Hijacking Bitcoin: Routing Attacks on Cryptocurrencies
We examine the influence that Internet routing attacks (such as BGP hijacks) and malicious Internet Service Providers (ISP) can have on the Bitcoin cryptocurrency. Because of the extreme efficiency of Internet routing attacks and the centralization of the Bitcoin network in few networks worldwide, we display that the following two attacks are practically possible today:
Partition attack: Any ISP can partition the Bitcoin network by hijacking few IP prefixes.
Delay attack: Any ISP carrying traffic from and/or to a Bitcoin knot can delay its block propagation by twenty minutes while staying downright under the radar.
The potential harm to Bitcoin is worrying. Among others, these attacks could reduce miner’s revenue and render the network much more susceptible to dual spending. These attacks could also prevent merchants, exchanges and other large entities that hold bitcoins from performing transactions.
The purpose of our research is to inform the Bitcoin users and miners as well as suggest long and short-term countermeasures. Check our paper for more details.
Bitcoin hosting centralization makes it vulnerable to routing attacks
Albeit one can run a Bitcoin knot anywhere on earth, the knots that compose the network today are far from being spread uniformly around the globe.
Particularity, our results indicate that most of the Bitcoin knots are hosted in few Internet Service providers (ISPs): thirteen ISPs (0.026% of all ISPs) host 30% of the entire Bitcoin network (left graph).
Moreover, most of the traffic exchanged inbetween Bitcoin knots traverse few ISPs. Indeed, our results indicate that 60% of all possible Bitcoin connections cross three ISPs. In other words, three ISPs can see 60% of all Bitcoin traffic (right graph).
Together, these two characteristics make it relatively effortless for a malicious ISP to intercept a lot of Bitcoin traffic.
Cumulative fraction of Bitcoin knots as a function of the number of hosting ISPs (left). Cumulative fraction of all possible Bitcoin connections as a function of the number of ISPs that intercept them (right). Data was collected from five November two thousand fifteen to fifteen November 2016.
Routing attacks are pervasive and do divert Bitcoin traffic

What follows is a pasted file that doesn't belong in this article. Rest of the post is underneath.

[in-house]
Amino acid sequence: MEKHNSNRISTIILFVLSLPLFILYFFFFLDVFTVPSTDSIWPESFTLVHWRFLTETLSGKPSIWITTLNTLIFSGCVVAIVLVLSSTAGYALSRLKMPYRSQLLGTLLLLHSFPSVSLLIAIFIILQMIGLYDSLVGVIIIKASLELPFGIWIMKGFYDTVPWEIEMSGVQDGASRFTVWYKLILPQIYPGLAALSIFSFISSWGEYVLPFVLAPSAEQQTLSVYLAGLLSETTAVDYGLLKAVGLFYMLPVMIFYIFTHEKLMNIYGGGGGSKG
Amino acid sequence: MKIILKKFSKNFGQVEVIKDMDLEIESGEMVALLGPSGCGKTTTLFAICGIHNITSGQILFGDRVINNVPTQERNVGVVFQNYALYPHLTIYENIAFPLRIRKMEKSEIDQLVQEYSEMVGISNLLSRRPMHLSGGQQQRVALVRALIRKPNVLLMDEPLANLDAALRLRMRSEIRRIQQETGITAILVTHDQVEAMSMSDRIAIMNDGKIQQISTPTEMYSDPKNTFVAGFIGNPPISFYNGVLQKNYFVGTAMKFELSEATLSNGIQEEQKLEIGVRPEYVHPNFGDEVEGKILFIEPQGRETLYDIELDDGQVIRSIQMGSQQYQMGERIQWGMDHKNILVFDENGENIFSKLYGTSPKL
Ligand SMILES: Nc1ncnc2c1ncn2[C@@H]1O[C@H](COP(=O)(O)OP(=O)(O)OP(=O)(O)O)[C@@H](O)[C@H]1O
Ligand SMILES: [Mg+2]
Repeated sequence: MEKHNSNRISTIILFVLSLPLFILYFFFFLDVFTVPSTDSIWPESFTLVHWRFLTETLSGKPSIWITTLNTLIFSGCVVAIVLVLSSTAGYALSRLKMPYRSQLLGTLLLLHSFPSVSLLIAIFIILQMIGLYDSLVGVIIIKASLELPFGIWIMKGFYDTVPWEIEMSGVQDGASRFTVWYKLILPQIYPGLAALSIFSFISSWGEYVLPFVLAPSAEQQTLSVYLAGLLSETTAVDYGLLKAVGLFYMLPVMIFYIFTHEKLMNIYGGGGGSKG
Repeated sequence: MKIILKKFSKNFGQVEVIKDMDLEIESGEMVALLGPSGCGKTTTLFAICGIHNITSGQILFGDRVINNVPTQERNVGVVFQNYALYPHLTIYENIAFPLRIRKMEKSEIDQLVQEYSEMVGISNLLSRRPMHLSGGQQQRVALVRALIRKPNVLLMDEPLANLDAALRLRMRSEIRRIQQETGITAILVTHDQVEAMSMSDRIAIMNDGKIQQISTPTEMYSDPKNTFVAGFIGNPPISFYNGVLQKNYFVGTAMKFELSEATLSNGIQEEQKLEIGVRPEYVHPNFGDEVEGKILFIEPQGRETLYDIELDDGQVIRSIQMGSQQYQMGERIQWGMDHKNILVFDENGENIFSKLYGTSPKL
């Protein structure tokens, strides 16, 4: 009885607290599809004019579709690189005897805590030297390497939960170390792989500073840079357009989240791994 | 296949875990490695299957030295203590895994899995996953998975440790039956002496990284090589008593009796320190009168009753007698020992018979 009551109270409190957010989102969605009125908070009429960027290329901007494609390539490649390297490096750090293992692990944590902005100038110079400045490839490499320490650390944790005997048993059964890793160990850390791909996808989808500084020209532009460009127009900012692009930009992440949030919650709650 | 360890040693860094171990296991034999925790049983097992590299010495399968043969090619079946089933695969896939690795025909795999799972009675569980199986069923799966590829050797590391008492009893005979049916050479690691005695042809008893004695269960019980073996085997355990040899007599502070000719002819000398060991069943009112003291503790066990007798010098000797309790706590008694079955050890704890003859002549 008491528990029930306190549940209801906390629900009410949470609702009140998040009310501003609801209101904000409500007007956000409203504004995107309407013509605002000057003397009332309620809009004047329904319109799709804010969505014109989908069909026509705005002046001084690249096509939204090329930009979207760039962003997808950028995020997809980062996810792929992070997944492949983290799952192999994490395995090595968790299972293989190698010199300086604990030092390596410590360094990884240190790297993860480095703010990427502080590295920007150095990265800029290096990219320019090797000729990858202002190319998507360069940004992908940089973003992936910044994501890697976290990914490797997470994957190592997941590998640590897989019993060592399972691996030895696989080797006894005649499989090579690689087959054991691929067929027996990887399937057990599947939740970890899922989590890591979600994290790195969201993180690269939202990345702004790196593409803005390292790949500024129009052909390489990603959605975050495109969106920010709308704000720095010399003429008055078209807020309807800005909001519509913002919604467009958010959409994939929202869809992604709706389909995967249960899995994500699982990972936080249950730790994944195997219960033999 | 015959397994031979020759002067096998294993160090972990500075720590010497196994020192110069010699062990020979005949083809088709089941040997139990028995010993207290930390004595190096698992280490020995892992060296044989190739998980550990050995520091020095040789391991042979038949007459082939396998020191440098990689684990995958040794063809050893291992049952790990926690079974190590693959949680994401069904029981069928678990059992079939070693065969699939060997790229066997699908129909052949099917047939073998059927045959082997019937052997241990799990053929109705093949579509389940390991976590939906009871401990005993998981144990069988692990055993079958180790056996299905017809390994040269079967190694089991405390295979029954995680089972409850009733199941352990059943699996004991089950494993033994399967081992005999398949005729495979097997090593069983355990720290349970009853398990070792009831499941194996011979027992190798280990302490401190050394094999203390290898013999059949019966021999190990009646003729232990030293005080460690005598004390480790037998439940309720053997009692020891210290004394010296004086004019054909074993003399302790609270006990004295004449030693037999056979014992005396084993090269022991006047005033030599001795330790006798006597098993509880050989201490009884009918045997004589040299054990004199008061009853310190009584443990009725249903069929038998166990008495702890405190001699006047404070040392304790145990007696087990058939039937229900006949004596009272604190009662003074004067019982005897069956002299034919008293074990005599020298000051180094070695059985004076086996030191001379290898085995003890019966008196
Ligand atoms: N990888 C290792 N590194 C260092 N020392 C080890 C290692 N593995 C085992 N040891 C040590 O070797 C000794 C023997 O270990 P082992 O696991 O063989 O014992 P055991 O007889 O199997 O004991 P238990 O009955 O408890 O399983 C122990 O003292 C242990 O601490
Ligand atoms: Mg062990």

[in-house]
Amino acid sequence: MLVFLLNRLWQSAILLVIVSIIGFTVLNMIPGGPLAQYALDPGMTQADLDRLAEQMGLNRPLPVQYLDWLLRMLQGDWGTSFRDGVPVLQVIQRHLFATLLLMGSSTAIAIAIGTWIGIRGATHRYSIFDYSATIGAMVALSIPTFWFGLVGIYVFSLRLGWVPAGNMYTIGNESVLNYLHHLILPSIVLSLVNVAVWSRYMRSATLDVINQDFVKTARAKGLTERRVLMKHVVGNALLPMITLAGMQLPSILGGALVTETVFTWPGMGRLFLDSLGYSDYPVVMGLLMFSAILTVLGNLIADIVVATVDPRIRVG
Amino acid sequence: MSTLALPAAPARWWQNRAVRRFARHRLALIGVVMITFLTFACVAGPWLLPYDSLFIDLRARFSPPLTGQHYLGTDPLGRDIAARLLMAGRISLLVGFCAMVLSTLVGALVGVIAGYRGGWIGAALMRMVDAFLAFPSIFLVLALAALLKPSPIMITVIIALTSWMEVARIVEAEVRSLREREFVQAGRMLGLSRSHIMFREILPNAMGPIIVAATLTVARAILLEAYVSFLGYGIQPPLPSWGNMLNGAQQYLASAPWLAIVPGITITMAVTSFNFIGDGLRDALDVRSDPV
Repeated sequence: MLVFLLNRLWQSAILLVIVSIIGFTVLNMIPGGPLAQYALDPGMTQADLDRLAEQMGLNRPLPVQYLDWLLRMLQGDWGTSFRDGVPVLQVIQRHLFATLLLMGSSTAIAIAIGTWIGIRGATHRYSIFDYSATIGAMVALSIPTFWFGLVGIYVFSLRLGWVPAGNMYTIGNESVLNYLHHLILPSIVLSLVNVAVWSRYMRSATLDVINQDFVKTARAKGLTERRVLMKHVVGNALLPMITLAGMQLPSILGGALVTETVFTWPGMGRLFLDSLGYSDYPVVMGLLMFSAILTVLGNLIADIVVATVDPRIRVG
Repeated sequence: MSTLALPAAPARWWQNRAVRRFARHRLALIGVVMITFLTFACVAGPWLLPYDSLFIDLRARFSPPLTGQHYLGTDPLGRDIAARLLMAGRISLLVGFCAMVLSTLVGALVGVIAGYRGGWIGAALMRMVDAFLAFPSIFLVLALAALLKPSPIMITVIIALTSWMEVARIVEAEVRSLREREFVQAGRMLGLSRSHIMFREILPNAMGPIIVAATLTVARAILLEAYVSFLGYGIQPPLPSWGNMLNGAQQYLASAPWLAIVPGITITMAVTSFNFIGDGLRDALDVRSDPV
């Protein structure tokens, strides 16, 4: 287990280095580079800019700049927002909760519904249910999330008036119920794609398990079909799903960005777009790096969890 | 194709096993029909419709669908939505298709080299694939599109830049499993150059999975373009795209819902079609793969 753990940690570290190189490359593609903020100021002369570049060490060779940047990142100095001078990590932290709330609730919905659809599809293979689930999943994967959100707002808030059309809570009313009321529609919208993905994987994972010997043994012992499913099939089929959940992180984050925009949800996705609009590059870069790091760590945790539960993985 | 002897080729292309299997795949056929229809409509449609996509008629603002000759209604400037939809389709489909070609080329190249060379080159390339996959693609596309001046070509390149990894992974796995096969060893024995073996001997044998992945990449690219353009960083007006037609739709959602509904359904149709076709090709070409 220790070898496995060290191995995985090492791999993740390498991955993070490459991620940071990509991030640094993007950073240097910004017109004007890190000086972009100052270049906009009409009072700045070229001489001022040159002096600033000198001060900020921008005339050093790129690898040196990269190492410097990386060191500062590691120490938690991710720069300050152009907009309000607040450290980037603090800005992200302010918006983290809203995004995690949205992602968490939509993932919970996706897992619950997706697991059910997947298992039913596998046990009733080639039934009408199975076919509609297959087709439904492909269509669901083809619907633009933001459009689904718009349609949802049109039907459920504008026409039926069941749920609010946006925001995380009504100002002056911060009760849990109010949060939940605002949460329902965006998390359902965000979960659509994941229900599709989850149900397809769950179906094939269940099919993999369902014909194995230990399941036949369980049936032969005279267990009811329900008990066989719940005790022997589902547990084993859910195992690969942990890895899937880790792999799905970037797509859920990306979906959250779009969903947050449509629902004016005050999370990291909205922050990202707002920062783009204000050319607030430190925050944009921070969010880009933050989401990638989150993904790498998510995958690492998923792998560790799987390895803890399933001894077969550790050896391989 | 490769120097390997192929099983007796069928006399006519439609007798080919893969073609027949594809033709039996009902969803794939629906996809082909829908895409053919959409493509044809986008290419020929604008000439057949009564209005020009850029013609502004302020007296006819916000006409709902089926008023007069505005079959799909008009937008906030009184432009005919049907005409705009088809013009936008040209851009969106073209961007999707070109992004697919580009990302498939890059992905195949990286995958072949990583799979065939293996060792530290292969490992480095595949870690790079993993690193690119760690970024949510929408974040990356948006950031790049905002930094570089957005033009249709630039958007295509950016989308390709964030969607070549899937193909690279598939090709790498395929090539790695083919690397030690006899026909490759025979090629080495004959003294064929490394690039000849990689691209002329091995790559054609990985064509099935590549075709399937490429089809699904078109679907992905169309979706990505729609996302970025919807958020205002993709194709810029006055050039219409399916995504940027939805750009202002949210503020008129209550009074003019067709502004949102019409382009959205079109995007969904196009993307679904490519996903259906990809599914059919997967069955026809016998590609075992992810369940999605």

A BGP hijack is a routing attack in which an ISP diverts Internet traffic by advertising fake announcements in the Internet routing system.
Such attacks are frequent. Actually, our results indicate that up to hundreds of thousands of hijacks happen each month. Some of those events also affect a ample number of Internet destination: up to 30,000 IP prefixes (left graph).
These attacks already affect the Bitcoin network, today. Indeed, we found that, each month, at least one hundred Bitcoin knots are the victims of BGP hijacks, while four hundred forty seven distinct knots (∼8% of the Bitcoin knots) ended up hijacked in November two thousand fifteen (right graph).
Number of bitcoin clients whose traffic is diverted by BGP hijacks per month (left). Number of hijack events per month (right). Data was collected from October two thousand fifteen to March 2016.
Attack#1: Routing attacks can partition Bitcoin into chunks
An attacker can use routing attacks to partition the network into two (or more) disjoint components. By preventing knots within a component to communicate with knots outside of it, the attacker compels the creation of parallel blockchains. After the attack stops, all blocks mined within the smaller component will be discarded together with all included transactions and the miners revenue.
- Step 0: Knots of the left and the right side of the network communicate via Bitcoin connections denoted by blue lines.